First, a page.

Drafted this last night, and eventually decided it was a little too inside-baseball, especially since so many people would prefer to devote their free time to freaking out about the Neverending Debt-Ceiling Debacle. But after Cole’s ISP post Sunday afternoon…
That subsector of Rupertdammerung known as “Hackgate” may have found its Frank Wills. According to John Ward at The Slog, travelling salesman Steve Nott “… went to the police, the newspapers and other key institutions in 1999. He devoted a year thereafter to warning anyone who’d listen about how easy it was to hack a mobile phone.“:
In late 1998, salesman Steve Nott lost his mobile phone network coverage, and rang Vodafone from a service station – to ask how he could access his message. Vodafone told him exactly how – without making any checks – and helpfully added that Steve could use this to get into anyone’s mobile at any time. Says Nott:
“I was gobsmacked that it was so easy to be able to do this, and spent the next couple of months having fun and games with my mates phones, work colleagues phones and so on. I realised that this issue of easily being able to intercept voicemail, change welcome greetings, delete messages and change the voicemail PIN was too serious to play about with and decided to make some noise about the risks to National Security I’d stumbled across.” […]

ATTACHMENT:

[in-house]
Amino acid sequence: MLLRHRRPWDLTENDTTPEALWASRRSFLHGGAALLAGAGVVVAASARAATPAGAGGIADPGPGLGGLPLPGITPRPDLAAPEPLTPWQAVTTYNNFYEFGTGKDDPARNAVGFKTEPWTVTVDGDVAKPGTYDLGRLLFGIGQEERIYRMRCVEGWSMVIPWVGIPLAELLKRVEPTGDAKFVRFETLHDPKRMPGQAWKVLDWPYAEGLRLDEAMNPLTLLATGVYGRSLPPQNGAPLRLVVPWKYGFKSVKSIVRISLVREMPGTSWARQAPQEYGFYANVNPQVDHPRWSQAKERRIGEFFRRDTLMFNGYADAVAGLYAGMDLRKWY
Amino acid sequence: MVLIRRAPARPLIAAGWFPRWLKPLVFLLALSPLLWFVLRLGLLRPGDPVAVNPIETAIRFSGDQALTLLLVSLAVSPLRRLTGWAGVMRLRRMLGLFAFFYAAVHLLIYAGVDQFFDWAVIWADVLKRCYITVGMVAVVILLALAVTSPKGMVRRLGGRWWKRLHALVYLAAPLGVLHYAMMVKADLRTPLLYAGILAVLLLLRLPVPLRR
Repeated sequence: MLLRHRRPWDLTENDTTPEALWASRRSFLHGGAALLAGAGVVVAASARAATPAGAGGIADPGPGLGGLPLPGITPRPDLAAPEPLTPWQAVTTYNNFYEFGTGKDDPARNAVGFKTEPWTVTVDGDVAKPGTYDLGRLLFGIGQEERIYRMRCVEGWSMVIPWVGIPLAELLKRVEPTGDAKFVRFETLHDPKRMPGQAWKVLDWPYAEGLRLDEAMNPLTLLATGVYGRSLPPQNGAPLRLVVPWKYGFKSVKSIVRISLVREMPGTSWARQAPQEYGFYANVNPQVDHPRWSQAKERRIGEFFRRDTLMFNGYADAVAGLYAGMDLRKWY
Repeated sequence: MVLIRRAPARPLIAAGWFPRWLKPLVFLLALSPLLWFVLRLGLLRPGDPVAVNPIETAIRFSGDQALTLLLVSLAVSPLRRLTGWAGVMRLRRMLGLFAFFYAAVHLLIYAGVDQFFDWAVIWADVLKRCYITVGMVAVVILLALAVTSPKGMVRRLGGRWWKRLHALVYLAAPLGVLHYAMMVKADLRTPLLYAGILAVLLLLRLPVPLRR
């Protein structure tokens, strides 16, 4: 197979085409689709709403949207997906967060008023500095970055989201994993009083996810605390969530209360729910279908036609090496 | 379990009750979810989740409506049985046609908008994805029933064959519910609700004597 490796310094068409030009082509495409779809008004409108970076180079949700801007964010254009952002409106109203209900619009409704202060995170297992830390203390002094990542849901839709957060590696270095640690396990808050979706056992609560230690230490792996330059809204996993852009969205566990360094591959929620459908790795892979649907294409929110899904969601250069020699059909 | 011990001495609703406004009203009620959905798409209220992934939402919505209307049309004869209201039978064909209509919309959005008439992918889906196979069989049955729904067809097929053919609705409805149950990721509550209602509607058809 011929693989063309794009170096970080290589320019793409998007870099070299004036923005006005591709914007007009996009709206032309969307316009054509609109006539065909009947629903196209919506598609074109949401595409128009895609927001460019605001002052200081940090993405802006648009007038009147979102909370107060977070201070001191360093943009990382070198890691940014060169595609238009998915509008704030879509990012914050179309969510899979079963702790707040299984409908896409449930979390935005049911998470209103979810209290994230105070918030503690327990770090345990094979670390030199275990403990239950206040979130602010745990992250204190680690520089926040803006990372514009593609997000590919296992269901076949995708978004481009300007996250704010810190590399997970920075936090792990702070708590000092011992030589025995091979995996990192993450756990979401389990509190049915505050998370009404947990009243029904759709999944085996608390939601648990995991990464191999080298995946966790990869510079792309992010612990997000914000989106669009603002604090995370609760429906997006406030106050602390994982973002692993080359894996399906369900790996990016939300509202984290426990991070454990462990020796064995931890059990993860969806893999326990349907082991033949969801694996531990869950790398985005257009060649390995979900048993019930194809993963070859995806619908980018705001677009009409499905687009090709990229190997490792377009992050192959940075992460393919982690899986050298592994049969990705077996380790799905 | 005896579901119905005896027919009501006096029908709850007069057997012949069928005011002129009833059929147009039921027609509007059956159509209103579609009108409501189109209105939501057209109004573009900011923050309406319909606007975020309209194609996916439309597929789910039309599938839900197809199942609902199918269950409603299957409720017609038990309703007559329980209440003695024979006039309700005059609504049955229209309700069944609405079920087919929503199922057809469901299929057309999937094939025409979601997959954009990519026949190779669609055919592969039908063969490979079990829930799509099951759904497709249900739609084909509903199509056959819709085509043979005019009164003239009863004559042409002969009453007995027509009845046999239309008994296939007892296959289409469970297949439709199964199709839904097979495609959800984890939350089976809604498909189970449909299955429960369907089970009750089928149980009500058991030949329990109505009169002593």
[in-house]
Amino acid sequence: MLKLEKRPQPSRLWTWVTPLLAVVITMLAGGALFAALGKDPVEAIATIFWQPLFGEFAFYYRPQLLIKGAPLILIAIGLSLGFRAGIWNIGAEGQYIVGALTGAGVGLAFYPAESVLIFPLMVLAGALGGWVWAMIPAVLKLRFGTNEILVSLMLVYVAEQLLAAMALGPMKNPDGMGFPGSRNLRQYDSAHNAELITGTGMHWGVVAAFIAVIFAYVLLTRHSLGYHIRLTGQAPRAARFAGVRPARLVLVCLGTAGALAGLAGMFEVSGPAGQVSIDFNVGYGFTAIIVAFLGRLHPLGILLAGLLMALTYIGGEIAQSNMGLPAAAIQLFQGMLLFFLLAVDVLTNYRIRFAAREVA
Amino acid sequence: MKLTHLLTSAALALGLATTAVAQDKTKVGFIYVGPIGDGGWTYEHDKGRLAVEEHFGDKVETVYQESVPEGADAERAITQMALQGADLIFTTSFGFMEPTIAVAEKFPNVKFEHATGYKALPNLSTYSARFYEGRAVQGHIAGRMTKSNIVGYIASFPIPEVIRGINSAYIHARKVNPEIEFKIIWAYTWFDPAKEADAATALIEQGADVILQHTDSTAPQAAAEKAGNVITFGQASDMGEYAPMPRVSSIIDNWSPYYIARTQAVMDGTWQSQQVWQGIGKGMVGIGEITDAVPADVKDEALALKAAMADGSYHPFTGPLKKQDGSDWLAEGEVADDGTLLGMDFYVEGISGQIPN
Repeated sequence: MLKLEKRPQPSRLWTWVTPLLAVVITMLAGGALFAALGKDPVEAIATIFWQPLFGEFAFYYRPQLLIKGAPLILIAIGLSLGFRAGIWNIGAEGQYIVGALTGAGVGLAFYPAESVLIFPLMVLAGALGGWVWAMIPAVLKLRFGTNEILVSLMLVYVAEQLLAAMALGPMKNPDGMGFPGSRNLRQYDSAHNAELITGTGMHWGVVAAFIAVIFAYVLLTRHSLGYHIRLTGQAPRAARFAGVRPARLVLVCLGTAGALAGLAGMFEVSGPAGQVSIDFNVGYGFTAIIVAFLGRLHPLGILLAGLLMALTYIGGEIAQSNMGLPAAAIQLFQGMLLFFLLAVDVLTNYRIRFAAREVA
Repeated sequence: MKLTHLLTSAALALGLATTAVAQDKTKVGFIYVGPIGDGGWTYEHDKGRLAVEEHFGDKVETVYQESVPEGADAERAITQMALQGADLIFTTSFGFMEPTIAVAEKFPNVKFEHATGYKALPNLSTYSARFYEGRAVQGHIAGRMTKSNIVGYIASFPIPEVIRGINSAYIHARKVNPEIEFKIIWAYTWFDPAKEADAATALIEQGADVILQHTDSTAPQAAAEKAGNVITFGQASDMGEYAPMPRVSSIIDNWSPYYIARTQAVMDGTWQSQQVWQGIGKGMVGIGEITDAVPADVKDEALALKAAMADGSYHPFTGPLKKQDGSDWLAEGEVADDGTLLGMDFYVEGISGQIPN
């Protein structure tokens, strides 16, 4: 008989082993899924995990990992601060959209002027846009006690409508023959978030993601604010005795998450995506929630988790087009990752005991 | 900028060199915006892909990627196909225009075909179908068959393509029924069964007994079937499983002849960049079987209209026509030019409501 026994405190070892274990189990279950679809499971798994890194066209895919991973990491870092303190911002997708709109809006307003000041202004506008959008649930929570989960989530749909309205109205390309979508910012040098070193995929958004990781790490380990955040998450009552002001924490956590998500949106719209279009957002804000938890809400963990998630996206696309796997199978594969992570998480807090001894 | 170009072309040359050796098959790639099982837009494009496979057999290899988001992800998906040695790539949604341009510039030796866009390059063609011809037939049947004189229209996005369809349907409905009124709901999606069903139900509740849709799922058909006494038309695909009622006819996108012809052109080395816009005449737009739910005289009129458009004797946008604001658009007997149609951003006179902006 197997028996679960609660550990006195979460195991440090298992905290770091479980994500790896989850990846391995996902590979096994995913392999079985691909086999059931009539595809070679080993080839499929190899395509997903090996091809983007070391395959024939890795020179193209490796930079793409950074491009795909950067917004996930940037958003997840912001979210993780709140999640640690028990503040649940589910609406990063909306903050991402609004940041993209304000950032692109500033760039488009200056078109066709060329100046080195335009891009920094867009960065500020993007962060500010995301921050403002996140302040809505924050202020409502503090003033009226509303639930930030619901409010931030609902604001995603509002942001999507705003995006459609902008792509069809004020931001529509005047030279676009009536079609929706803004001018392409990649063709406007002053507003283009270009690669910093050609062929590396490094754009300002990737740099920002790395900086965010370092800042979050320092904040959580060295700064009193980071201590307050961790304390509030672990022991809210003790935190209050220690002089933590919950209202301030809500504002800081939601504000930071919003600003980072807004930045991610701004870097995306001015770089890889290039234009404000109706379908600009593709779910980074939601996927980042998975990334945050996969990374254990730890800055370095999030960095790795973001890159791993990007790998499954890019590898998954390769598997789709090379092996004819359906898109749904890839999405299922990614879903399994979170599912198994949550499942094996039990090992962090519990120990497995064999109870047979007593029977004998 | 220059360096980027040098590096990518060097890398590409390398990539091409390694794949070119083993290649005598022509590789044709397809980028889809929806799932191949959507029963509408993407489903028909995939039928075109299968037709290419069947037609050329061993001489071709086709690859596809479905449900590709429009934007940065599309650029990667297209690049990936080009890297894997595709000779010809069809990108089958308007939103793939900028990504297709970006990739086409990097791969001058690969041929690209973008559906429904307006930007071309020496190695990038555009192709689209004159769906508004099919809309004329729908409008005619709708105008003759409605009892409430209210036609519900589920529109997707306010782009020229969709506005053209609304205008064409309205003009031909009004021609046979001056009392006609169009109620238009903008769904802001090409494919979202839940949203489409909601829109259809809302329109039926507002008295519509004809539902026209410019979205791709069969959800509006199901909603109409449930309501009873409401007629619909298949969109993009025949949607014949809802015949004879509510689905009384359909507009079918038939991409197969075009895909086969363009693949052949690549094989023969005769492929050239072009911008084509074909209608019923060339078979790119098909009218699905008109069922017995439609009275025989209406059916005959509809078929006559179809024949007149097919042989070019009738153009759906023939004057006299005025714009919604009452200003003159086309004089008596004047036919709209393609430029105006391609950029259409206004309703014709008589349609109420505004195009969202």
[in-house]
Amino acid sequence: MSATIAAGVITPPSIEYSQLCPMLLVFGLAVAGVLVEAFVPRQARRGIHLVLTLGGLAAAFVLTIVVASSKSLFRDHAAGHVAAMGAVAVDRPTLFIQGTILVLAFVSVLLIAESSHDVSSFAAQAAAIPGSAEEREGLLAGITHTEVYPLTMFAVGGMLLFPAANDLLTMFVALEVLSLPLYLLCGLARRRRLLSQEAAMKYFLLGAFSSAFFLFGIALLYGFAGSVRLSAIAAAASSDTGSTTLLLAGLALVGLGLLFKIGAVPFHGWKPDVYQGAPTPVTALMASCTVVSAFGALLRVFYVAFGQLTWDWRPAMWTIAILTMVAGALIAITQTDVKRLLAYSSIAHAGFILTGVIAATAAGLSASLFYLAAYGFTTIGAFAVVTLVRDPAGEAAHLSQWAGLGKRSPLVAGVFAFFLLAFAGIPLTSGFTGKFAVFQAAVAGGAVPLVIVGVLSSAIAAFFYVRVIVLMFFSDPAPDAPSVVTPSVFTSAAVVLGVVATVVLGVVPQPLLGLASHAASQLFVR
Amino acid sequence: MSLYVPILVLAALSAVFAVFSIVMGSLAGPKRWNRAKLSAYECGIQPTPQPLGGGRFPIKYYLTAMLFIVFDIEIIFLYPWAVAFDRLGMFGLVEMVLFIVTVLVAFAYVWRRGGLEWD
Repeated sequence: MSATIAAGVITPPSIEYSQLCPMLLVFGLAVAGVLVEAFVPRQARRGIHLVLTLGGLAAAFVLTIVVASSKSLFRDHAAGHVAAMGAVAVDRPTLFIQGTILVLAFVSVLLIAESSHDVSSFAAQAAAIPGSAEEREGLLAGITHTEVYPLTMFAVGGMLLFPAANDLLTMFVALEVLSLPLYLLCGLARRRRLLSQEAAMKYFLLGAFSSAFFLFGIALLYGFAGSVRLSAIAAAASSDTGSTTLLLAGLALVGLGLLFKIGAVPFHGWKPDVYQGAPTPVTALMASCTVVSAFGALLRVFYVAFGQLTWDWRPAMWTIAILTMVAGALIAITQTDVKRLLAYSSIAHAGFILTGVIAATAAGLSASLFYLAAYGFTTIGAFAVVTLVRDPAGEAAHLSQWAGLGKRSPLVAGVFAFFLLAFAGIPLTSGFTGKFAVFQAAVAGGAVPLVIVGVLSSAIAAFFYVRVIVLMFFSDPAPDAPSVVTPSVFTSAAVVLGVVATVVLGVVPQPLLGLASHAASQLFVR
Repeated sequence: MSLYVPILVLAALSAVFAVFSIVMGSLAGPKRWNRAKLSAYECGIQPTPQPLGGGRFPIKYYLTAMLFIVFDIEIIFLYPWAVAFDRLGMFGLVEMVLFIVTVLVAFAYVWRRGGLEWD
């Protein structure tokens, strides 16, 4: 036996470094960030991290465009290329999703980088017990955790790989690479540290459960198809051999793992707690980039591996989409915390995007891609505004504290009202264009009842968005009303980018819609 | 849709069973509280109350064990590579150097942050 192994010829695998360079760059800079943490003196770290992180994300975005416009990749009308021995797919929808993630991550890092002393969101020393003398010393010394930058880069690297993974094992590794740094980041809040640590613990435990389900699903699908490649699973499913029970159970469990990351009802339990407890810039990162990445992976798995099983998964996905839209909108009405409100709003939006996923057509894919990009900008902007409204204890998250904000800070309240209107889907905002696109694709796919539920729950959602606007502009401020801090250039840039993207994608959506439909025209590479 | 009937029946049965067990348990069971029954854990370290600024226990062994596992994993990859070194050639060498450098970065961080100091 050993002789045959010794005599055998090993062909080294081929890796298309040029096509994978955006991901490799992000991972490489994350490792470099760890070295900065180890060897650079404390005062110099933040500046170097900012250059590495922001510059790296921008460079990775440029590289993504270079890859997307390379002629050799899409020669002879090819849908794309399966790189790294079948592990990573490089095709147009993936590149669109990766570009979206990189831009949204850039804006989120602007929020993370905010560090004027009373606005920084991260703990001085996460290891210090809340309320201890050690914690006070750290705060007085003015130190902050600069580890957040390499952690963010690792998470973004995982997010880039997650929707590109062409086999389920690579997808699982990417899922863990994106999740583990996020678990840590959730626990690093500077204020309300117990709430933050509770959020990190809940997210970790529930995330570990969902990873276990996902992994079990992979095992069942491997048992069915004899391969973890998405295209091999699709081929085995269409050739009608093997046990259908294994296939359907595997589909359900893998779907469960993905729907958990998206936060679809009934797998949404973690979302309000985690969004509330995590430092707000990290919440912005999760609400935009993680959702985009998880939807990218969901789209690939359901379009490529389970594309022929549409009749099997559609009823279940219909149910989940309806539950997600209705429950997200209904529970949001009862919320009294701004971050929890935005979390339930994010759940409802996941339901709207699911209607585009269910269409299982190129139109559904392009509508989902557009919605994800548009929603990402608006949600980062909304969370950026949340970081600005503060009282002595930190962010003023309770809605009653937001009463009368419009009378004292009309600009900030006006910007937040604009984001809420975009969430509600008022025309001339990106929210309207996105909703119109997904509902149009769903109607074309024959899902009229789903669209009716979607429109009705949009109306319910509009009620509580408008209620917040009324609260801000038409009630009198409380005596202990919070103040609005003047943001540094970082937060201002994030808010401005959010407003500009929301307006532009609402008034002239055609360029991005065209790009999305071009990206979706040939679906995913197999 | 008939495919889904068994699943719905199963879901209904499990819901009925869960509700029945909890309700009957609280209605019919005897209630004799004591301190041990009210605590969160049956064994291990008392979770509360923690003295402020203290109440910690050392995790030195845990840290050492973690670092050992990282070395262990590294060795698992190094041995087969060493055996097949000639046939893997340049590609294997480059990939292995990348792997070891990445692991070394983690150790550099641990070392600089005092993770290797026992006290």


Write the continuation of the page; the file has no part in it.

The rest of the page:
Ward adds his own gloss:
I have blogged for years on the subject of how most ISPs and phonecos are allowed to behave like pirates and avoid legal regulation with any teeth because the police and security services need them. The one big nuisance for our interior security Ministries about Hackgate is that it has made public something they’ve probably been doing with impunity for twenty years or more, going back to the dawn of mobiles.
It seems very odd indeed that for most of those years, the biggest mobile operator in the UK, Vodafone, produced no details about personal security protection in their manuals….and then blatantly tried to downplay the danger on national BBC Radio. Were they asked to leave out these details by more shadowy characters? Was the unwillingness of either tabloid or ITN to run the story as much a case of being warned off by the security services?
Nobody should regard those questions as wild, paranoid conspiracy theory. All the ISPs now have GCHQ monitoring software installed that covers every email written in, and received by, Britain. We know from our unhappy time under the Home Secretaryship of Jacqui Smith that she blithely gave these and more powers to GCHQ – whose demands to monitor the ‘danger’ posed by a tiny minority of militants has given them carte blanche to watch, listen to and transcribe every human contact we have with one another in the UK. We also know that Ms Smith lied to Parliament about having cancelled a ‘test’ programme of monitoring that would’ve cost a staggering £13 billion. The test went on secretly to become the real thing – and the £13 billion was duly spent.
Since he is not resident in The Greatest Country in the World, Mr. Ward’s countertops are presumably safe from inspection. But perhaps it says something about the infectiousness of Murdoch’s tabloid style that we’re already talking about a dead Hoare and a loose Nott…